The IoT and UC Converge Consumers are Banking On

cloud and IoT bankingDuring the last several years, leaders in nearly every sector have been talking about the business possibilities that arise with the connection of traditionally unconnected things such as ATMs and sensors – there’s no question that the aptly termed Internet of Things (IoT) – is trending. In some industries, that conversation is turning toward combining the connection of things with the connection of people through the integration of real-time unified communication (UC) tools.

What does the convergence of IoT and UC look like in banking?

 Improved Customer Experience and Engagement

According to Deloitte’s, How Financial Services Can Make IoT Technology Pay Off report, financial institutions currently invest an average of $117.4 million in IoT and plan to spend $153.5 million by 2018. A large amount of this IoT budget (32 percent in 2015 and 29 percent by 2020) will account for monitoring financial products and services and more than 30 percent will be allocated to monitoring customers.

Read More: Reva, a Chatbot Powered by Artificial Intelligence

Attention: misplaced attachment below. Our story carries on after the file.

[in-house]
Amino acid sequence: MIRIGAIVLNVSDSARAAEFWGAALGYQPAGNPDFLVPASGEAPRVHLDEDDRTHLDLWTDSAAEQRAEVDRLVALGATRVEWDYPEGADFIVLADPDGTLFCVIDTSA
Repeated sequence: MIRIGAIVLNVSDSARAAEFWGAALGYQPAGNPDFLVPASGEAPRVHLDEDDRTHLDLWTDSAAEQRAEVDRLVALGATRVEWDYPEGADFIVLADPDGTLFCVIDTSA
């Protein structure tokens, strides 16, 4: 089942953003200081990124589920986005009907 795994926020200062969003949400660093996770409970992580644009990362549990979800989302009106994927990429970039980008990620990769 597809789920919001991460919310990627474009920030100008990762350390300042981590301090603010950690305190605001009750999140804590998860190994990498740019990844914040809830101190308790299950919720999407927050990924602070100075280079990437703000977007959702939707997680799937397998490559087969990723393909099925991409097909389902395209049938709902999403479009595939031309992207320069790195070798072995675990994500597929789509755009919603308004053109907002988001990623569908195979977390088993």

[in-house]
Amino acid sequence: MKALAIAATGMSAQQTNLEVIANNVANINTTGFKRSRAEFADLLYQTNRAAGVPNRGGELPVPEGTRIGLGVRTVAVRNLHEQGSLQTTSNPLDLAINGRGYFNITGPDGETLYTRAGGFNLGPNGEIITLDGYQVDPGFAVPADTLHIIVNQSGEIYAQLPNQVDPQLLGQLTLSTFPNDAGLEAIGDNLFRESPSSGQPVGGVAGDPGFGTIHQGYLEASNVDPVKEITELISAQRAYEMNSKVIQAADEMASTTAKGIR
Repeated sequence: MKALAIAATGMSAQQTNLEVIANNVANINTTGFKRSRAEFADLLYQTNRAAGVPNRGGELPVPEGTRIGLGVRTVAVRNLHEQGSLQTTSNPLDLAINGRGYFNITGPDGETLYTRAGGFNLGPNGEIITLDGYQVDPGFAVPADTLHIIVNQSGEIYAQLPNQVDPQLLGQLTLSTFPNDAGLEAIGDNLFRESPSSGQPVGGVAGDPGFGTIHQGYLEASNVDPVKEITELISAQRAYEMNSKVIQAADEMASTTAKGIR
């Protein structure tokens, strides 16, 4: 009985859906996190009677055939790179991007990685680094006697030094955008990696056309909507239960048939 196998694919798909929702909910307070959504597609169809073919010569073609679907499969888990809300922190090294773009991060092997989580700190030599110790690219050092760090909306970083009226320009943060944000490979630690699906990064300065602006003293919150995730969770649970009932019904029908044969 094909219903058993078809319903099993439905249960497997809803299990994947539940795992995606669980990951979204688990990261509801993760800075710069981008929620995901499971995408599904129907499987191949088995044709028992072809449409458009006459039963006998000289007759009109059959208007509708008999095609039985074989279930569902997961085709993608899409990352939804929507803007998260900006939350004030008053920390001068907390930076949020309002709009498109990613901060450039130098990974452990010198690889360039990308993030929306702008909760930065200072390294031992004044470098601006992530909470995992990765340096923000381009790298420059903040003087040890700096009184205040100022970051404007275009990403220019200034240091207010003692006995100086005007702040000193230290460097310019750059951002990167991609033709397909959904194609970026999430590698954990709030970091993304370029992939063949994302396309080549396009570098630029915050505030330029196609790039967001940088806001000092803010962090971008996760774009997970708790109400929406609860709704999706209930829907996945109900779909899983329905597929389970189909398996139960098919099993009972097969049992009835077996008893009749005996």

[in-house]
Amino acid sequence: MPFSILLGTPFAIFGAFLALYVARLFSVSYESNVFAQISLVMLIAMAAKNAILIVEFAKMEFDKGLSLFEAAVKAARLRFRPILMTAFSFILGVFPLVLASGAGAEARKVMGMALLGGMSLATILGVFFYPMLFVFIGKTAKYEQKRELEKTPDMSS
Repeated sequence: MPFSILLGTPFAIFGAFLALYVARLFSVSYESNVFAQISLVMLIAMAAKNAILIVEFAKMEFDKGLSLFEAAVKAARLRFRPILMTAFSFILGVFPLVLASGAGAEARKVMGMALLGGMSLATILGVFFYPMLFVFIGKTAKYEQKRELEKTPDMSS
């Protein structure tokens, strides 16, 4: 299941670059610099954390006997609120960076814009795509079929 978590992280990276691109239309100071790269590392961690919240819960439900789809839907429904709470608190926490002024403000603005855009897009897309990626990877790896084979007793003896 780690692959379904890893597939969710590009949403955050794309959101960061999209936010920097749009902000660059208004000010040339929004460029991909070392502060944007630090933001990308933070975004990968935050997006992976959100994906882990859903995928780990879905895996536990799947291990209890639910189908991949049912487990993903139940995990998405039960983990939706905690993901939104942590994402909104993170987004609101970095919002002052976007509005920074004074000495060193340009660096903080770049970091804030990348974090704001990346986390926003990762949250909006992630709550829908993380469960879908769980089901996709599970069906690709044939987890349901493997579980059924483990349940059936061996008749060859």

Product, Customer and Premise Monitoring

In 2018 banks investing in IoT are expected to focus on:

  • Product monitoring – tracking products and/or services after they’re sold or leased to customers
  • Customer monitoring – monitoring the status of customers through the digital devices that they carry (such as mobile apps) or wear (digital wristbands), while using the company’s products or services
  • Premise monitoring – tracking customer experience at the company’s places of business

Many financial service firms are already using IoT-connected sensors to collect data and gain valuable insights to improve customer experience, product development and back-office performance. IoT enables the collection and exchange of information from objects, while UC facilitates real-time information updates that can be used by customer service representatives or business decision makers anytime, anywhere, to make immediate changes to improve the customer experience, even as it’s happening – voice, video, or other data streams coming from any location can be shared onscreen in real-time with individuals in any location.

Other bank use-case scenarios include managing and monitoring ATM networks by collecting data from machines around the country to monitor the maintenance needs of each one, dispatching service and repair technicians as necessary. And banks can even monitor trading operations, helping staff in various offices collaborate with each other as they view real-time market data feeds.

From recognizing customers who step into a branch to identifying those who favor digital, drive-through or walk-in, customer service in the banking industry stands to improve immensely as financial institutions gain – and share – real-time customer insights made possible through the connection of people and things.

Read More: Meet Service Level Agreements (SLAs) with Real-Time Contact Center  Metrics

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